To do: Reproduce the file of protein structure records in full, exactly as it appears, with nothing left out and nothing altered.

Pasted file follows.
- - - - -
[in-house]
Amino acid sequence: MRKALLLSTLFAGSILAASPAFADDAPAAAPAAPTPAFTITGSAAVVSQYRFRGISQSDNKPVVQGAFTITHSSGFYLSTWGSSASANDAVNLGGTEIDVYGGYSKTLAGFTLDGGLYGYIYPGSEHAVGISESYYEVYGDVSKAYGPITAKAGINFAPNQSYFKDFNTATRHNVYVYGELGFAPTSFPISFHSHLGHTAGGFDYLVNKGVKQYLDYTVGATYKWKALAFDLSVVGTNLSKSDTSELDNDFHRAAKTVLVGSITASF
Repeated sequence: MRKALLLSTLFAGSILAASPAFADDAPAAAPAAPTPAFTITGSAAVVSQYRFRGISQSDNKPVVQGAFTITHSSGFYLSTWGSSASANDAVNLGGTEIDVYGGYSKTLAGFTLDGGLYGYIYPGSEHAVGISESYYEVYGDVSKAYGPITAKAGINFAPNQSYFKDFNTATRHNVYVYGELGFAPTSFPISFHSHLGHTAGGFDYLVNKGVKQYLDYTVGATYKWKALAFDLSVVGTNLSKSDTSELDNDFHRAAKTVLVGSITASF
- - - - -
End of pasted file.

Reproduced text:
[in-house]
Amino acid sequence: MRKALLLSTLFAGSILAASPAFADDAPAAAPAAPTPAFTITGSAAVVSQYRFRGISQSDNKPVVQGAFTITHSSGFYLSTWGSSASANDAVNLGGTEIDVYGGYSKTLAGFTLDGGLYGYIYPGSEHAVGISESYYEVYGDVSKAYGPITAKAGINFAPNQSYFKDFNTATRHNVYVYGELGFAPTSFPISFHSHLGHTAGGFDYLVNKGVKQYLDYTVGATYKWKALAFDLSVVGTNLSKSDTSELDNDFHRAAKTVLVGSITASF
Repeated sequence: MRKALLLSTLFAGSILAASPAFADDAPAAAPAAPTPAFTITGSAAVVSQYRFRGISQSDNKPVVQGAFTITHSSGFYLSTWGSSASANDAVNLGGTEIDVYGGYSKTLAGFTLDGGLYGYIYPGSEHAVGISESYYEVYGDVSKAYGPITAKAGINFAPNQSYFKDFNTATRHNVYVYGELGFAPTSFPISFHSHLGHTAGGFDYLVNKGVKQYLDYTVGATYKWKALAFDLSVVGTNLSKSDTSELDNDFHRAAKTVLVGSITASF